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Object-Oriented Programming

2) What is it's role in object-oriented programming?
3) What is the difference between functional and imperative programming language?
4) Why is LISP dominating the Artificial Intelligence?

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What is dynamic binding?
2) What is it's role in object-oriented programming?
Dynamic binding has two forms:
- Static and
- Dynamic.
Statically-typed dynamic binding is found in languages such as C++ (virtual functions) and Eiffel
(redefinition). It is not known which function will be called for a virtual function at run-time because a derived class may override the function, in which case the overriding function must be called. Statically determining all possibilities of usage is undecidable. When the complete program is compiled, all such functions are resolved (statically) for actual objects. Formal object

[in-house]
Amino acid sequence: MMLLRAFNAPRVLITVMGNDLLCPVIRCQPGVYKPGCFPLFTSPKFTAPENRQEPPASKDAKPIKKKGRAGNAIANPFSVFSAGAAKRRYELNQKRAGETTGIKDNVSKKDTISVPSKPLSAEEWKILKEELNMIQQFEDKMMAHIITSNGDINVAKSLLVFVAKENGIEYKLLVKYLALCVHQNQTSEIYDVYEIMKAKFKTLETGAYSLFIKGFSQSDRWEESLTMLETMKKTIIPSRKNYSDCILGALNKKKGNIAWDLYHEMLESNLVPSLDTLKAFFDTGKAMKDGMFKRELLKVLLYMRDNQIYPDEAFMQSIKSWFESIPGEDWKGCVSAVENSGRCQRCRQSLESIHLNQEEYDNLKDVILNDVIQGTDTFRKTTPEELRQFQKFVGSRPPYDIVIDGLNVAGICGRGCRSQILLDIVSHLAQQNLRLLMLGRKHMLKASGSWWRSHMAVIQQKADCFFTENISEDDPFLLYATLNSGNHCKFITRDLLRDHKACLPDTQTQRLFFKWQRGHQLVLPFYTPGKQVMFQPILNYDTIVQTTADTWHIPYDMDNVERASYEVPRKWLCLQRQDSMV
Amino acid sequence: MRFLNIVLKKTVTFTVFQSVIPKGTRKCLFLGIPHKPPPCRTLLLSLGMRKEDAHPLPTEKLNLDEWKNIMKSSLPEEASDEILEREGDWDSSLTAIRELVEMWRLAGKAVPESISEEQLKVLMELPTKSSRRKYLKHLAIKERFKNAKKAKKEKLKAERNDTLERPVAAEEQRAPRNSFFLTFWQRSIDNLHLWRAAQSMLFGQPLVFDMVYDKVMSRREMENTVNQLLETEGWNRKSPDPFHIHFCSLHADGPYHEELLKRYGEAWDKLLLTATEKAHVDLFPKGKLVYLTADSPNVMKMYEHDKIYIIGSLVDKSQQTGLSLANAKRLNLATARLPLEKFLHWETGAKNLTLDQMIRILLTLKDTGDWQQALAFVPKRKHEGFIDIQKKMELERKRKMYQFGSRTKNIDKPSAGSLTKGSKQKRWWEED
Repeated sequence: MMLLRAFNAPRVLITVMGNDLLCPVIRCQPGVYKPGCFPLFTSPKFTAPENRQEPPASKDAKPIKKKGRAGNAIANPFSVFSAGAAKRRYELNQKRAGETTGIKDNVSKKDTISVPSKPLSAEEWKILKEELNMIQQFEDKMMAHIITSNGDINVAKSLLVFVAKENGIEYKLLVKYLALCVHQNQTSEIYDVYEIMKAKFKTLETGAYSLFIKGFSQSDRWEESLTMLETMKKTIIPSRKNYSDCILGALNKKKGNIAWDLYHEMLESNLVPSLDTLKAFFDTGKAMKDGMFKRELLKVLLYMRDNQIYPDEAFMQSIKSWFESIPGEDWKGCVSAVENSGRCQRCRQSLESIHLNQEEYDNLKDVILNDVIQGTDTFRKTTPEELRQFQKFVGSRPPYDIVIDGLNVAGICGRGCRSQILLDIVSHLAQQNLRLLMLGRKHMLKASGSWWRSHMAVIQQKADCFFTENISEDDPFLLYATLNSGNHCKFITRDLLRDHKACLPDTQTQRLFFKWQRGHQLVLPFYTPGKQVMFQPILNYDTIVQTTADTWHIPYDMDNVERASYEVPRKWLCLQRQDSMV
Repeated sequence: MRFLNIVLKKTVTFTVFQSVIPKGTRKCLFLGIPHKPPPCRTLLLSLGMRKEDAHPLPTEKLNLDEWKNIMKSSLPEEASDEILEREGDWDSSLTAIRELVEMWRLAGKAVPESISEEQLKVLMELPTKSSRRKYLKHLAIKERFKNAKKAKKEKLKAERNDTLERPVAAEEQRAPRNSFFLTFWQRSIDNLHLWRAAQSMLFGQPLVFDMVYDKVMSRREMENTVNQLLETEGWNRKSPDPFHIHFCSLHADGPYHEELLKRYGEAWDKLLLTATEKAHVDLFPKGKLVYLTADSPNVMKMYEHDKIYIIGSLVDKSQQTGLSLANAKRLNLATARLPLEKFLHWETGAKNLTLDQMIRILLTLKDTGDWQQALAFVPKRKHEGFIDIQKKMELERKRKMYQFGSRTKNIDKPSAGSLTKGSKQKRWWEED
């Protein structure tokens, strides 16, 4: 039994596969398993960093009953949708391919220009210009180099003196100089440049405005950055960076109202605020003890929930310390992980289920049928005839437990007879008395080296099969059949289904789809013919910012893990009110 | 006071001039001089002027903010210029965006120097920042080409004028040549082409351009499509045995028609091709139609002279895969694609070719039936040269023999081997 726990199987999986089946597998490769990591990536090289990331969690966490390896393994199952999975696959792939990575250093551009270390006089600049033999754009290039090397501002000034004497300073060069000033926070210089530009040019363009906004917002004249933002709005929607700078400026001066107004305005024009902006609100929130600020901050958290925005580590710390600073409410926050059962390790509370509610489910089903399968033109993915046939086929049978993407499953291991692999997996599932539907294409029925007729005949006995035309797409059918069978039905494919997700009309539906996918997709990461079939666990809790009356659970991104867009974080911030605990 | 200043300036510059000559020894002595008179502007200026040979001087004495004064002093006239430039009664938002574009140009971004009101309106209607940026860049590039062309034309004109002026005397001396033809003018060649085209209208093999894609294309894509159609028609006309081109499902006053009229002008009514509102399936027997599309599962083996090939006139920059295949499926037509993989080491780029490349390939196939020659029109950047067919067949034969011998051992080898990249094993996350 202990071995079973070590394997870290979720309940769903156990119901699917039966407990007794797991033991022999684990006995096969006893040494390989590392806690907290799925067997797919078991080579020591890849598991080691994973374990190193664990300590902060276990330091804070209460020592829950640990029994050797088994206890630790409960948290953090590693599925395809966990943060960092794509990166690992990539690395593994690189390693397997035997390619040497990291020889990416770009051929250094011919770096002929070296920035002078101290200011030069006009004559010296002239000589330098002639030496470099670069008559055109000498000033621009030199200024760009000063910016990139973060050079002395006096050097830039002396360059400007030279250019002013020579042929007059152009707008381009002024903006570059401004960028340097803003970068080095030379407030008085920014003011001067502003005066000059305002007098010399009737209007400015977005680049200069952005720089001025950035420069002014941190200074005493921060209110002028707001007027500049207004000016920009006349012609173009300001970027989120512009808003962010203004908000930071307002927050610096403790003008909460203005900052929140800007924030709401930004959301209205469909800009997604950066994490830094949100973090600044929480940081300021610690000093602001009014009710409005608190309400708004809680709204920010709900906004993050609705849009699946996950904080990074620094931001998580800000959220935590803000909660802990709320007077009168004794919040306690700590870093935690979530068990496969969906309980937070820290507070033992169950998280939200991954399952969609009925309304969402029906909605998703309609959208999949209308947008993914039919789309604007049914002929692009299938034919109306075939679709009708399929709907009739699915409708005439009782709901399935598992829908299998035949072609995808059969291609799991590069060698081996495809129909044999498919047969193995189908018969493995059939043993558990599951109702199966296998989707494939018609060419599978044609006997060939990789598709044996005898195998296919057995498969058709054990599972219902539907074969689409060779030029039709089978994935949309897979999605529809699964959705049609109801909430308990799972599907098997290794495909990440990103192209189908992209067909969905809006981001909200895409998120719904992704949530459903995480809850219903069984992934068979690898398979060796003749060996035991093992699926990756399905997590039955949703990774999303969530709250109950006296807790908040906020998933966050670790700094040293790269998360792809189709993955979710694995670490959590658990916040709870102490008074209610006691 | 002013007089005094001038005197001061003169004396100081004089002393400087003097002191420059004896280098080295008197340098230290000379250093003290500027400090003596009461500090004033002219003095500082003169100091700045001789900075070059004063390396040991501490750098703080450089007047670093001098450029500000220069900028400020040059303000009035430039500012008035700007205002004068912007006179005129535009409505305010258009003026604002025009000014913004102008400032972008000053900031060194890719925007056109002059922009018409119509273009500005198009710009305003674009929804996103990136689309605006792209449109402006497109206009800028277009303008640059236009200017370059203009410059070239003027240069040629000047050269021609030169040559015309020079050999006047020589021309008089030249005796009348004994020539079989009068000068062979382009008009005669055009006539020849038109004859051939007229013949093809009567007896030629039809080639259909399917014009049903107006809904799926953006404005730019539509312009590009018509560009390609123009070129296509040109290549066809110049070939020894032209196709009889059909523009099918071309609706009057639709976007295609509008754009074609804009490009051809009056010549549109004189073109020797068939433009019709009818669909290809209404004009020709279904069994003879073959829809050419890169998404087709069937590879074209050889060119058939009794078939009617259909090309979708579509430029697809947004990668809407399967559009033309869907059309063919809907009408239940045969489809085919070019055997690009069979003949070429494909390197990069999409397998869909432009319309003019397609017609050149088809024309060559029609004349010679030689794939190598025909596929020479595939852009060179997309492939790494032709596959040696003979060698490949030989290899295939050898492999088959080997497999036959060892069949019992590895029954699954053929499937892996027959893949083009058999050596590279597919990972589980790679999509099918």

usage must have a consistent way of accessing these functions, as achieved thru vtables of function pointers in the actual objects (C++) or equivalent, providing statically-typed dynamic binding (this is really just defining simple function pointers with static typechecking in the base class, and filling them in in the derived class, along with offsets to reset the receiver).

The run-time selection of methods is another case of dynamic binding, meaning lookup is performed (bound) at run-time (dynamically). This is often desired and even required in many applications including databases, distributed programming and user interaction (e.g. GUIs).
Example: A cut operation in an Edit submenu may pass the cut
operation (along with parameters) to any object on the desktop, each of which
handles the message in its own way (OO). If an (application) ...

Solution Summary

Dynamic binding and its role in object-oriented programming are explained. The difference between functional and imperative programming languages is explored. Dominance of LISP in the Artificial Intelligence is explained.